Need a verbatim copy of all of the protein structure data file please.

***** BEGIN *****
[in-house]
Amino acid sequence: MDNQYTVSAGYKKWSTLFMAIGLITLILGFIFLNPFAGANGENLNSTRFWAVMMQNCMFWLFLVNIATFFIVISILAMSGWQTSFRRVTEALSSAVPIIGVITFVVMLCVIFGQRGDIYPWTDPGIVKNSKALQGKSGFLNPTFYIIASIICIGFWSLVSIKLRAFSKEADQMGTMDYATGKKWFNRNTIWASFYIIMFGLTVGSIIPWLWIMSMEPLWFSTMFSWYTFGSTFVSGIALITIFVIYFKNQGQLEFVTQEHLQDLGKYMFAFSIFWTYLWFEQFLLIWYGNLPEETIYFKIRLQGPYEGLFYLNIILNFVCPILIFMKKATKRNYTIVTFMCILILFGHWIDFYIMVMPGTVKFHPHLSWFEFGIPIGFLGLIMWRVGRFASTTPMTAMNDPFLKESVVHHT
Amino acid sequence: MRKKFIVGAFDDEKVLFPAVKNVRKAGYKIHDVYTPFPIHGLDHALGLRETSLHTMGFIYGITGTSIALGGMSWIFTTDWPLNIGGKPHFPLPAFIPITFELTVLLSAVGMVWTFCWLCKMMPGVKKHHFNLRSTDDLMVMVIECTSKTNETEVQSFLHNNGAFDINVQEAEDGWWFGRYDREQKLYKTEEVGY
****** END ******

[in-house]
Amino acid sequence: MDNQYTVSAGYKKWSTLFMAIGLITLILGFIFLNPFAGANGENLNSTRFWAVMMQNCMFWLFLVNIATFFIVISILAMSGWQTSFRRVTEALSSAVPIIGVITFVVMLCVIFGQRGDIYPWTDPGIVKNSKALQGKSGFLNPTFYIIASIICIGFWSLVSIKLRAFSKEADQMGTMDYATGKKWFNRNTIWASFYIIMFGLTVGSIIPWLWIMSMEPLWFSTMFSWYTFGSTFVSGIALITIFVIYFKNQGQLEFVTQEHLQDLGKYMFAFSIFWTYLWFEQFLLIWYGNLPEETIYFKIRLQGPYEGLFYLNIILNFVCPILIFMKKATKRNYTIVTFMCILILFGHWIDFYIMVMPGTVKFHPHLSWFEFGIPIGFLGLIMWRVGRFASTTPMTAMNDPFLKESVVHHT
Amino acid sequence: MRKKFIVGAFDDEKVLFPAVKNVRKAGYKIHDVYTPFPIHGLDHALGLRETSLHTMGFIYGITGTSIALGGMSWIFTTDWPLNIGGKPHFPLPAFIPITFELTVLLSAVGMVWTFCWLCKMMPGVKKHHFNLRSTDDLMVMVIECTSKTNETEVQSFLHNNGAFDINVQEAEDGWWFGRYDREQKLYKTEEVGY